Novi Bečej and Vranjevo through History

Explore the extraordinary past of Novi Bečej and Vranjevo through the pages of the book 'Novi Bečej and Vranjevo through History.' Uncover political events, economic development, and cultural heritage of these Banat towns through richly documented stories. Follow the evolution from the earliest days to the present, delving into the intricate threads of political intrigues, economic transformations, and cultural ascensions. Experience the past through the eyes of the author as the pages of the book unfold before you, providing a unique perspective on the life and legacy of these significant locales.

Kharkov Institute (Russian Women's Gymnasium)

Kharkov Institute (Russian Women's Gymnasium)

After the October Revolution, in March 1920, the Kharkov Institute - Russian Secondary Women's School with a boarding school was established in Novi Bečej. By the decision of the Minister of Education of the Kingdom of Yugoslavia SN No. 11539, dated August 10, 1922, the Institute was raised to the level of an eight-grade women's gymnasium, with the right to a graduation exam according to the regulations applicable to secondary schools in Yugoslavia. The instructional language at the Institute was Russian. The Institute was managed by the State Commission of the Kingdom of Yugoslavia for Russian refugees. The Ministry of Education financed and supervised the Institute.

After the victory of the October Revolution in Russia, a part of the bourgeoisie and large landowners fled to capitalist countries in Western Europe, and thus, a number of refugees found themselves in Yugoslavia. This certainly wasn't a small number, considering that besides the complete women's gymnasium in Novi Bečej, there was also a boys' gymnasium in Goražde, a lower-level girls' gymnasium in Belgrade, and a lower-level boys' gymnasium in Bela Crkva. Therefore, the female children of these Russian immigrants from almost all of Yugoslavia, except those whose children attended the lower gymnasium in Belgrade, were educated in Novi Bečej, hence the necessity for a boarding school.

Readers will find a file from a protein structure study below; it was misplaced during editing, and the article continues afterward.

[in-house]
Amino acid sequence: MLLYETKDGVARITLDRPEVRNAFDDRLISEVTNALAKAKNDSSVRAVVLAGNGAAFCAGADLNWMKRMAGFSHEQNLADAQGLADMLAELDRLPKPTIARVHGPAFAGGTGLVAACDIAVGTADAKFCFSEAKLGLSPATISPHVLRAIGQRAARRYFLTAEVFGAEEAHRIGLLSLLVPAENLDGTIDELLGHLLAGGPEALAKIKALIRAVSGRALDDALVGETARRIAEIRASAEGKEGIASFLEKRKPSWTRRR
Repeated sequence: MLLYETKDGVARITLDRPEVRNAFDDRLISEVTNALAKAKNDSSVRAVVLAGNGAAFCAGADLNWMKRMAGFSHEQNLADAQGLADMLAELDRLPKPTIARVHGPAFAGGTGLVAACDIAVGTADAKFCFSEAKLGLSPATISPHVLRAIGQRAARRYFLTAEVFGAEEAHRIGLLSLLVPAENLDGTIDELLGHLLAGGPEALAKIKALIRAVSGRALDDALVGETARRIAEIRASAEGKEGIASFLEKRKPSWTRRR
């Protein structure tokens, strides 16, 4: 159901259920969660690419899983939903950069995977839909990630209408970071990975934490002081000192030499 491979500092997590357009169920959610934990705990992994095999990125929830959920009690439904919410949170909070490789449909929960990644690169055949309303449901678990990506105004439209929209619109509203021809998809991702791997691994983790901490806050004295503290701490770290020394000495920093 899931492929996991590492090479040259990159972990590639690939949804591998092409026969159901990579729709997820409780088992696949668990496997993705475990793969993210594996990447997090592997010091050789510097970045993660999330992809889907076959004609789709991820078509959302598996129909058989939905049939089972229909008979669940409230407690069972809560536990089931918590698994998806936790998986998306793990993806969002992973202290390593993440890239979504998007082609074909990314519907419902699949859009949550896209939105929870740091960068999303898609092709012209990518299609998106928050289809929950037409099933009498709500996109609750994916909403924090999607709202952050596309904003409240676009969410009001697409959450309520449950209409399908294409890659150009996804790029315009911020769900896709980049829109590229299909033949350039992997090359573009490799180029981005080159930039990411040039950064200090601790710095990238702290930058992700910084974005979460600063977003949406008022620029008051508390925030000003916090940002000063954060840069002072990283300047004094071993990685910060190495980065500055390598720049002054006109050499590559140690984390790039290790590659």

The school with the boarding school was located in the building of today's gymnasium, while the dining room with the kitchen was in the school gym of Miloje Čiplić. However, this wasn't sufficient for the number of students at that time, so a building on the corner of Lole Ribara Street and Brigadir Ristić Street, owned by Đura Pavlović (today there is a store of the trading company Potisje in that building), was also rented.

According to data from the school report for the 1930/31 academic year, there were a total of 211 students in the school, of which 196 were Russian, 14 Serbian, and 1 Hungarian child. It seems that the grading criterion was very strict since, despite boarding accommodation, only 145 or 68.7 percent of the class successfully completed it. The school had 19 teachers; of which 5 were part-time and 14 were permanent.

The Kharkov Institute was beneficial for the economy of Novi Bečej, as the boarding school consumed considerable quantities of food products, and besides farmers, butchers, bakers, and confectioners, traders, shoemakers, tailors, and other craftsmen also found work because it was necessary to maintain a special uniform and footwear that was mandatory for all students. Additionally, besides the teachers and their families, there were thirty to forty Russian families in Novi Bečej who settled there so that their children could be closer during their schooling or because they wanted to live in Novi Bečej, as it represented, at that time, a special Russian cultural center. They were all above-average consumers at the Novi Bečej market.

When a great agricultural crisis occurred, the Kharkov Institute relocated from Novi Bečej to Bela Crkva in 1931, where presumably more favorable conditions were offered to them. With the relocation of the Institute, those forty or so Russian families who lived there solely because of the distinctive characteristic that the institution gave to Novi Bečej also left. With the departure of the Institute, Novi Bečej ceased to be interesting for them. Only about ten families remained, among them those whose members were employed as officials in the municipalities of Novi Bečej and Vranjevo.

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